Mazyar Zarepour has a background in Numerical Analysis, he was mainly working on building efficient numerical algorithms to solve different types of functional equations. However, as he has always been interested in applying mathematical approaches to tackle more practical problems like the ones that arise in our everyday lives, industries, businesses, etc, he decided to pursue a PhD program in Operations Research. Maz particularly became interested in applying of Operations Research to modelling/simulating real-world problems and complex systems. Maz’ main research interests are healthcare network design, formulating optimization models in health care systems, designing/modelling supply chains and developing advanced computational algorithms for solving these models. Data Analysis and developing machine learning algorithms are his other subjects of interest.
Now as a part of Maz’ PhD program, he is focused on developing data-driven decision-making models to improve health care delivery and to optimize the management of human resources in (home) health care networks specially using interRAI data.
Warren Ladbrook is a (provisional) PhD student at the University of Auckland, building on an extensive international and domestic consulting career. His expertise is in leading the funding, planning, design and construction of large, complex, multi-agency infrastructure programmes, with a particular focus on post-disaster reconstruction of resilient infrastructure.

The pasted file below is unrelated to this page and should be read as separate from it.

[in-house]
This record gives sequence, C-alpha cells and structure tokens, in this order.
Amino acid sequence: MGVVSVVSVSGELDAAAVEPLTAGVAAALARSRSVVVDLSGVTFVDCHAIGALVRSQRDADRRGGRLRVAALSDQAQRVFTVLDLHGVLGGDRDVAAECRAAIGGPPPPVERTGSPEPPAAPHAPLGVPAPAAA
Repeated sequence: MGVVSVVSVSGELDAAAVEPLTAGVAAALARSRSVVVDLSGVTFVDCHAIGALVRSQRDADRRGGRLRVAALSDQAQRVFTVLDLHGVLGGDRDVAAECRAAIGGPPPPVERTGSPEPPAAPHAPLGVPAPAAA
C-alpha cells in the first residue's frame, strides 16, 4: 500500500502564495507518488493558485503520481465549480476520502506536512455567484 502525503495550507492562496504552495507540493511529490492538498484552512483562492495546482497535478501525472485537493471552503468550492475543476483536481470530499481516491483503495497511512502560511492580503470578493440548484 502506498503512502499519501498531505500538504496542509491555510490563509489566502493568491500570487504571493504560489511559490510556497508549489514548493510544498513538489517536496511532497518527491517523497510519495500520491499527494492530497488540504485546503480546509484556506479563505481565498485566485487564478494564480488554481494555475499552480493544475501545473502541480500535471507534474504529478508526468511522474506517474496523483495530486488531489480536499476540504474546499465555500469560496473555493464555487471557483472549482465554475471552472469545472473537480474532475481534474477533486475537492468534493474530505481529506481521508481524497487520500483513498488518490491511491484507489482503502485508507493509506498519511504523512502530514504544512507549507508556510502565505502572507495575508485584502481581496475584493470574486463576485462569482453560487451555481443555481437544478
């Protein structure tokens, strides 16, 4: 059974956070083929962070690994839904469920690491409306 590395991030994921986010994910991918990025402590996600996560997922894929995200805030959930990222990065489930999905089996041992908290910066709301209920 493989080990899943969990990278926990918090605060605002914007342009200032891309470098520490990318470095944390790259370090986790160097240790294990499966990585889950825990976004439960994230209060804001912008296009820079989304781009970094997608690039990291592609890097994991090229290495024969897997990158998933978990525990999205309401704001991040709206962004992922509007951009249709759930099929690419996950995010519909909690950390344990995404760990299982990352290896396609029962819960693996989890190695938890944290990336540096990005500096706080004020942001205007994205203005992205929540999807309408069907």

Warren’s research is focused on post-disaster decision-making, and the development of methods to incorporate quantifiable social benefits into infrastructure investment decisions.
Te Whare Marea Tātari Kaupapa l Public Policy Institute
The Public Policy Institute (PPI) has been established to foster independent, critical research on key policy issues affecting New Zealand, the Asia Pacific, and the global community. We bring together researchers from across disciplines to create and disseminate evidence-informed, policy-relevant knowledge that speaks to policy agendas, amplifies policy impact, and grows our partnerships with governments, both local and central, as well as non-profits, communities and others engaged in policy research and evaluation in New Zealand and internationally.
Precision Driven Health
Mike O’Sullivan and Cameron Walker both work in projects and partnerships with Precision Driven Health, a public/private research partnership with the goal of stimulating and supporting research and development of digital tools to help people better manage their own health or the health of patients.